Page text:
SK: It seems that you want no government at all, Vinoba.
VB: I want self-government.
SK: What is the characteristic of selfgovernment?
VB: The first characteristic is not to allow any outside power in the world to exercise control over one’s self and the second characteristic is not to exercise power over any other. These two things together make self-government and people’s politics. No submission and no exploitation. This can be brought into being only by a revolution in the people’s conscience and mind. My program of giving and sharing is designed to bring it about. I am continually urging that believers in nonviolence should use their strength to establish a government by the people and put an end to government by politicians. There is a false notion in the world that governments are our saviors and that without them we should be lost. People imagine that they cannot do without a government. I can understand that people cannot do without agriculture or industry, that they cannot get on without love and culture, music and literature, but governments do not come into this category. I would suggest that all our administrators and politicians should be given leave for two years, just to see what happens in their absence. Would any of the ordinary work of the world come to an end? Would the dairyman no longer make butter or the market gardener not sell vegetables? Would people stop getting married and having babies? If the government were to take leave for two years it would destroy the popular illusion that a government is indispensable.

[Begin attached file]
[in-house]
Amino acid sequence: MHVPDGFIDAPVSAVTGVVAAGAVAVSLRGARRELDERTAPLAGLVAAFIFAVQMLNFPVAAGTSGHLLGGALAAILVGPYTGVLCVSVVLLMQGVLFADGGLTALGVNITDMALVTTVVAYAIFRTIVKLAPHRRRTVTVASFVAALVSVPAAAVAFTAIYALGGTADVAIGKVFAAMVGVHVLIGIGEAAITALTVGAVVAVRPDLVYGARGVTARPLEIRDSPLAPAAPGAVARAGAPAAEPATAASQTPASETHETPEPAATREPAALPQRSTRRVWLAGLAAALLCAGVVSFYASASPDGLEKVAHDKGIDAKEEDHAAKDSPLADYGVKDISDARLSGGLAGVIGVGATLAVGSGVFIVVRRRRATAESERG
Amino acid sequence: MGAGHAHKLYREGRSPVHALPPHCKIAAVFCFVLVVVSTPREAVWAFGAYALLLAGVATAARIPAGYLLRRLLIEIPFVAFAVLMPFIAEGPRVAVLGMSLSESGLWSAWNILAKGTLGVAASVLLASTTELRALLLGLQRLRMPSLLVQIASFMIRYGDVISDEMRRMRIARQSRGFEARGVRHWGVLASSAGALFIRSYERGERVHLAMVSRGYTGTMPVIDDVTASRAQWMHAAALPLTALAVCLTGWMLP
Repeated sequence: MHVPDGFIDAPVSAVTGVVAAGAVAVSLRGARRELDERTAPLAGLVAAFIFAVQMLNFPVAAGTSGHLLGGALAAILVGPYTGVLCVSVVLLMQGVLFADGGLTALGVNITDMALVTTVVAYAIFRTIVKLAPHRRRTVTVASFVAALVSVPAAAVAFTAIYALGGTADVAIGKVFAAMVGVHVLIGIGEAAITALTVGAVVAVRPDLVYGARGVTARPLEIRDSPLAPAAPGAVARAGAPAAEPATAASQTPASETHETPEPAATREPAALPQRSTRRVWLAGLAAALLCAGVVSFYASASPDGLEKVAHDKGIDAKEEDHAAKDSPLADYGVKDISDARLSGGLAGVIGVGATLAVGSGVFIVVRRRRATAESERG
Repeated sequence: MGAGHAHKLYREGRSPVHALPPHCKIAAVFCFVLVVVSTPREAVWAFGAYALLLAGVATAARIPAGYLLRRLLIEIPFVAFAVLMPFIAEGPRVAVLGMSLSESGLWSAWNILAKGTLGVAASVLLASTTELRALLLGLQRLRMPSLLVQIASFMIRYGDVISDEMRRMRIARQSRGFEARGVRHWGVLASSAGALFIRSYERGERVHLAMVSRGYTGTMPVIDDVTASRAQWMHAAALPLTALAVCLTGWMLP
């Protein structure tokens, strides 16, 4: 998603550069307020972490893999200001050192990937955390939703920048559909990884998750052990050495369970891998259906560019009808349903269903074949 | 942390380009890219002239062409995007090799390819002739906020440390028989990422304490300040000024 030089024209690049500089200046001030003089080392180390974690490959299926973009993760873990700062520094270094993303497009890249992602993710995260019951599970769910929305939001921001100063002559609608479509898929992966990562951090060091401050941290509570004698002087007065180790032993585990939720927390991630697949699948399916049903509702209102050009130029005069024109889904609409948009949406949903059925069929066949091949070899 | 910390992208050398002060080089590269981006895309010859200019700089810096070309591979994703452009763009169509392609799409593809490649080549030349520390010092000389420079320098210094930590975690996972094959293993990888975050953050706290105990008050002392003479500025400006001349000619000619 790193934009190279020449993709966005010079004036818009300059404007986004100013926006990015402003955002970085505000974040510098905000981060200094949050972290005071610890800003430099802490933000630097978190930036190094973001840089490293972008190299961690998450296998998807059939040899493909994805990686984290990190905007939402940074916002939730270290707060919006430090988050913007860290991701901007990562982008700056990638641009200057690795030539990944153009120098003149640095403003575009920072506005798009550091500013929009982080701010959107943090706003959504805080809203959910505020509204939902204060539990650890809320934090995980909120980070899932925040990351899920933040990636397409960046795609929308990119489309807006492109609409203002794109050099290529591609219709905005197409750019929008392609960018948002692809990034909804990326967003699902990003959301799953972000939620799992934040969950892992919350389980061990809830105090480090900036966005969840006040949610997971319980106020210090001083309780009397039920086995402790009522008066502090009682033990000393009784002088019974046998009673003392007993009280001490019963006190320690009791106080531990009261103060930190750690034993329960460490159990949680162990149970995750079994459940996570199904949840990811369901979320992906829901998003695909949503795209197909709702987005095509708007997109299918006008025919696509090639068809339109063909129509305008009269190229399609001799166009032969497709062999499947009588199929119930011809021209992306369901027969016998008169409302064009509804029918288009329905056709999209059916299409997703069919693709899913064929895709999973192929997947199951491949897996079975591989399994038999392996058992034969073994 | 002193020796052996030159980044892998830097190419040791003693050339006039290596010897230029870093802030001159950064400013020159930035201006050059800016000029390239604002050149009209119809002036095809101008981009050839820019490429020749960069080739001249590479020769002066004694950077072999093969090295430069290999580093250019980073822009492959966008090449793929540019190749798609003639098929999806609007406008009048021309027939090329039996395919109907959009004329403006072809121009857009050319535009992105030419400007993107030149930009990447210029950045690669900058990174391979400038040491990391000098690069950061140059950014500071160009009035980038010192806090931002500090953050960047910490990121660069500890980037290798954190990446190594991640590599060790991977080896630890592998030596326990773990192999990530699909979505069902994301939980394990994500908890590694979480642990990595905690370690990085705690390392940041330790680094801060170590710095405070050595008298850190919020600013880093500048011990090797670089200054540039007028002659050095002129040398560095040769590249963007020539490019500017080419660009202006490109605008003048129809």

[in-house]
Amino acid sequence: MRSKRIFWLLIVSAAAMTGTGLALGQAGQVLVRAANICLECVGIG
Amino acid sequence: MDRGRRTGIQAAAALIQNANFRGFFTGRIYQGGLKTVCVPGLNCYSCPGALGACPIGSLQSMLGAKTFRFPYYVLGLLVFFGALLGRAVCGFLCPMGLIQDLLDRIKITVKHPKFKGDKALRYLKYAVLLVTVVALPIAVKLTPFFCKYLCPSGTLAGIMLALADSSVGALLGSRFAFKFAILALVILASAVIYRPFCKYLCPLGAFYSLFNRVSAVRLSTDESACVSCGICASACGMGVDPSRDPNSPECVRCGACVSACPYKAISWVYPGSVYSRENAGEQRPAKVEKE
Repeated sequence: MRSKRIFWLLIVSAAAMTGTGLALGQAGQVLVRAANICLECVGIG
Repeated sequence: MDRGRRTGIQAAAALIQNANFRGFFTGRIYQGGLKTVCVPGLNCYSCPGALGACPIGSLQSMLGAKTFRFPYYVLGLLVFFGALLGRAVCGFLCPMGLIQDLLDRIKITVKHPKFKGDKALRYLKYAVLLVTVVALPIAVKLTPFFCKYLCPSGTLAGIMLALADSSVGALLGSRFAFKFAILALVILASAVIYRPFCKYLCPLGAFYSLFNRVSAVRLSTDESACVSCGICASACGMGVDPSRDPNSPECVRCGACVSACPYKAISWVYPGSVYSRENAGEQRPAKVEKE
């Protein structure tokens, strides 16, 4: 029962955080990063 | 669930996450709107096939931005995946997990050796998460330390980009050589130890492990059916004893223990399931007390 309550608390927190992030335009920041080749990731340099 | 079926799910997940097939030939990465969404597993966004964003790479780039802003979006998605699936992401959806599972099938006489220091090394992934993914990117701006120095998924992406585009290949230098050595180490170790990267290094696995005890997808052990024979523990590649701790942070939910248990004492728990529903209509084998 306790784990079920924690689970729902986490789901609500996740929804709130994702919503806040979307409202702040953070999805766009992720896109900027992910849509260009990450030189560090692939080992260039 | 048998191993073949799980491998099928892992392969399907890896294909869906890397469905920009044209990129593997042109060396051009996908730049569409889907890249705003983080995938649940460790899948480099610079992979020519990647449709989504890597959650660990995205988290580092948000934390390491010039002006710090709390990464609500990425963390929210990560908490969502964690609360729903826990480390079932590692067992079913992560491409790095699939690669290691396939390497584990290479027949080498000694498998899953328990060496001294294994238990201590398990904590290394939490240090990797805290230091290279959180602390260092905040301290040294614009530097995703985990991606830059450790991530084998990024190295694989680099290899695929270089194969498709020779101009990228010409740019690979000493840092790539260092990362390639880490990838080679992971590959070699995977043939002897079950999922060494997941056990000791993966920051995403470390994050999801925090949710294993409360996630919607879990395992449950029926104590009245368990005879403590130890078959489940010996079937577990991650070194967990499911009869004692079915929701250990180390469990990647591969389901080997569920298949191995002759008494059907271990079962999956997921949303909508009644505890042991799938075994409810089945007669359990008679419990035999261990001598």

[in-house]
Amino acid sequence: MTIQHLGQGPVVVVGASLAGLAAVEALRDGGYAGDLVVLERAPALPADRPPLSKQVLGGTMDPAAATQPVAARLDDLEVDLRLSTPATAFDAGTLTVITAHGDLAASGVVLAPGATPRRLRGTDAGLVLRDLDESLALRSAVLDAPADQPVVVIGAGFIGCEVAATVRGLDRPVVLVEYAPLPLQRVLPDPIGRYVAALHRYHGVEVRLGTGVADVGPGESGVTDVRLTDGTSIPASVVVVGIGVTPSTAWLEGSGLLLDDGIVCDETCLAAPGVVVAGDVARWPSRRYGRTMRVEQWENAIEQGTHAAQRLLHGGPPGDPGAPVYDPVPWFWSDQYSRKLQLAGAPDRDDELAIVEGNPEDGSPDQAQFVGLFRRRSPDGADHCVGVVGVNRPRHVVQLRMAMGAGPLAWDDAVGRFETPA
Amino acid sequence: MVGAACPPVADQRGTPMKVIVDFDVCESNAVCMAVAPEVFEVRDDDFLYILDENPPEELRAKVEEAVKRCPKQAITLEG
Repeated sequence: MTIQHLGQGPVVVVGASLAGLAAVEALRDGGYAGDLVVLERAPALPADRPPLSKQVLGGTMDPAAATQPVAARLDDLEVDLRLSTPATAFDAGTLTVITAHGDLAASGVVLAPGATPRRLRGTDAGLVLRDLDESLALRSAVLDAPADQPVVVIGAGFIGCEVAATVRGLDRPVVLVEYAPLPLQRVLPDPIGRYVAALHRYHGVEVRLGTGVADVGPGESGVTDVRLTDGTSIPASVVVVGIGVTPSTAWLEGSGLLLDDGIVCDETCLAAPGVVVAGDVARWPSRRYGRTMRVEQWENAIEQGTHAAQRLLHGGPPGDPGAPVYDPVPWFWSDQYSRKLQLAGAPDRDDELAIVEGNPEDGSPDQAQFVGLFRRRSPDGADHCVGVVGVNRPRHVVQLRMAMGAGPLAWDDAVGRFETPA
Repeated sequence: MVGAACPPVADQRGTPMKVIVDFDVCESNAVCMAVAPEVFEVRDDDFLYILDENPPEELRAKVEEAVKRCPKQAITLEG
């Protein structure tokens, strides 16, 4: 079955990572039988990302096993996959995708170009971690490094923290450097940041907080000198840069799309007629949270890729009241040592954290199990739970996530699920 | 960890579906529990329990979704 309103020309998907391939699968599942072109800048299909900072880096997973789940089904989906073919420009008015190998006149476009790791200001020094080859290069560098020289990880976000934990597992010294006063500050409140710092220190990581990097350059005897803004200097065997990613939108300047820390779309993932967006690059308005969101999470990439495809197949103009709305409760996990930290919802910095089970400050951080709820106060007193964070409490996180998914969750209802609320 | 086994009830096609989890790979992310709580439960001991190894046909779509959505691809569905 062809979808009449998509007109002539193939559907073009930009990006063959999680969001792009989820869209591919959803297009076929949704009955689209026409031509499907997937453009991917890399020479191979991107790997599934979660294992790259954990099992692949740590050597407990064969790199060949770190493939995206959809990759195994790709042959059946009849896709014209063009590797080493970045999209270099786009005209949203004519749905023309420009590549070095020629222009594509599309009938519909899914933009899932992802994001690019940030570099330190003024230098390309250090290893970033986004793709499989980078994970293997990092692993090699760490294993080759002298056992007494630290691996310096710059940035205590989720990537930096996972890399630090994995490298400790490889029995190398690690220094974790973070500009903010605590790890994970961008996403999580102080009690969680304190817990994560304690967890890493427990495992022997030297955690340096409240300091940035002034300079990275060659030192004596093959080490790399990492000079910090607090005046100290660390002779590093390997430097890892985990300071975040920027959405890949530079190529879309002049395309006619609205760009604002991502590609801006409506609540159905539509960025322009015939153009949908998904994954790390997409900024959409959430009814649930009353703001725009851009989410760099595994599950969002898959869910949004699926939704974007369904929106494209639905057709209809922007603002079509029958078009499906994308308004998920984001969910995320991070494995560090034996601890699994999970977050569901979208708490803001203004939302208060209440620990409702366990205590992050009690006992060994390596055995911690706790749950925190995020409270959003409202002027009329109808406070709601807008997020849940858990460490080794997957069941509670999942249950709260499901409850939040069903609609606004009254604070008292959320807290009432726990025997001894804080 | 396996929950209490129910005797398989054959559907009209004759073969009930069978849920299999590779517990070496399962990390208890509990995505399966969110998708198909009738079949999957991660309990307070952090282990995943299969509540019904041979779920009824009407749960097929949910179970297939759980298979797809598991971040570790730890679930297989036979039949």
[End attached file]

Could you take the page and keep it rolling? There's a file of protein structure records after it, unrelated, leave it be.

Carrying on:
SK: But some kind of government will always exist. Can you give some constructive suggestion to make governments better?
VB: It is difficult to make governments better, but if there is any ideal form of government then I would say that the best kind of government is the one where it is possible to doubt whether any government exists at all. We ourselves should be seeing to the affairs of our own village, or community, or town, or locality, instead of doing just the opposite and handing over all power to the center. The less activity, the better the government. An ideal government would have no armies, no police force, and no penalties. The people would manage their own affairs, listening rationally to advice and allowing themselves to be guided by moral considerations.